The story of survival of Preston plant started in 1998 when Preston plant’s major client for printing papers, Hewlett-Packard (HP), pointed out some problems experienced while using paper from Preston plant in dry conditions. A team at Preston plant worked hard for around seven months trying to solve the issue and in October 1999, the team came up with suggestions on a formulation that would produce enhanced coating. In 2000, production levels deteriorated forcing the management team to hasten the speed of the plant to raise productivity. However, the management team was not keen on the quality of products as long as they met specifications.
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Two more happenings took place in 2000. Hewlett-Packard invited Preston Plant to tender bids for an agreement to supply vector project materials, an agreement that would grant Preston plant such orders for several years. Secondly, Rendall acquired Preston plant after finding out that Preston plant operated at a loss. In June 2000, HP expressed their discontent because of Preston plant’s lack of control concerning production.
Consequently, the management team at Preston plant executed new rules that gave operators rights to shut lines down if quality was not up to standard. In addition, the management team effected changes concerning communication to match the new rules. The management team set daily meetings for all staff members to review control information. In addition, the whole team would meet once in a month outside the plant for debating control data.
Such meetings led to positive developments at Preston plant including enhanced controls, improved quality and change of attitude by employees. Unfortunately, in September 2000, Hewlett-Packard denied Preston plant the vector contract due to quality issues. Rendall reached a decision to shut the plant down but the management team convinced him that Preston plant was still viable though some drastic measures were necessary. Such measures included cutting down on operating expenses through retrenching employees and coming up with an ideal plant as well as establishing new concepts for products to enhance confidence in sales.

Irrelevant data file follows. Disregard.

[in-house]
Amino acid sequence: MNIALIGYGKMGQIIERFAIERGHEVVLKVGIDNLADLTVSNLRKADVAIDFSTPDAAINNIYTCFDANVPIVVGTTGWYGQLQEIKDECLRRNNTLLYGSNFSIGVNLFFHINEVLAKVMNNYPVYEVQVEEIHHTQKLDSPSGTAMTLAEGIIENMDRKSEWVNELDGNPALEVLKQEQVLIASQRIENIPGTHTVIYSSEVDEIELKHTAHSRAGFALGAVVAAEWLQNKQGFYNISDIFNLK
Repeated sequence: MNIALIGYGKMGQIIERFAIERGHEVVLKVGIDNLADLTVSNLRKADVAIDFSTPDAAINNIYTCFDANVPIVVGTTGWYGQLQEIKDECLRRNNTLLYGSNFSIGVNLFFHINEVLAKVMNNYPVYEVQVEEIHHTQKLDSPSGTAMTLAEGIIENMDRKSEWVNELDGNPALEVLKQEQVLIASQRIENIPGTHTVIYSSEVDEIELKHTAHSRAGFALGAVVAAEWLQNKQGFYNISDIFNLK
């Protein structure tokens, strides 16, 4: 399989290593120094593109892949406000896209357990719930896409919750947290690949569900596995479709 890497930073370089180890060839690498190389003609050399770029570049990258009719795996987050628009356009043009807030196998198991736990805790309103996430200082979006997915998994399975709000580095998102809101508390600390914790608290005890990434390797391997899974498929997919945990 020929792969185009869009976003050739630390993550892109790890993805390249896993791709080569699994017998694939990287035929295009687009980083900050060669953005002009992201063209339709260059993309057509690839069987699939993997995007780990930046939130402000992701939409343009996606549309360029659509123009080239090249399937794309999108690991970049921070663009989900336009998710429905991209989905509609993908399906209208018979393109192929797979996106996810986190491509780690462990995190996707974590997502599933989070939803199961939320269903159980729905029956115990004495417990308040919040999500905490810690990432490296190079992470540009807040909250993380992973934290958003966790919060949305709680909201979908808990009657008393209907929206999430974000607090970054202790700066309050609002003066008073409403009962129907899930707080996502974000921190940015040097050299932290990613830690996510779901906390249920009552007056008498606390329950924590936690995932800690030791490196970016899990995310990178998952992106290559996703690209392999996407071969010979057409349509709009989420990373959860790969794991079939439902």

Lastly, things changed for Preston plant by December 2000 when Preston plant realized profits, which made their former client, Hewlett-Packard, notice them. As such, Hewlett-Packard requested Preston plant to bid for a new product. Preston plant received the order from Hewlett-Packard in April 2000.
Controlling of process led to improved quality, energetic staff members with changed attitude towards work, and improved efficiency at the plant.
Statistical process control refers to use of statistical procedures to locate and control causes of variation in a particular process. It is historical in nature as it involves keeping records of previous trends and comparing them with current trends. At Preston plant, statistical process control led to various strategic changes. One, cost reduction strategy emerged from statistical process control, which included bringing down the number of employees as well as other operating costs. The management team believed that a bloated work force was responsible for variations in the process and reducing the number would prevent such variations and increase efficiency. Secondly, statistical control process led to diversification of products to come up with such a product as ‘protowrap’. Recycling of protowrap would minimize losses at the plant. Making the product would be technically hard but with newly acquired skills, Preston plant would manufacture protowrap in an economical way.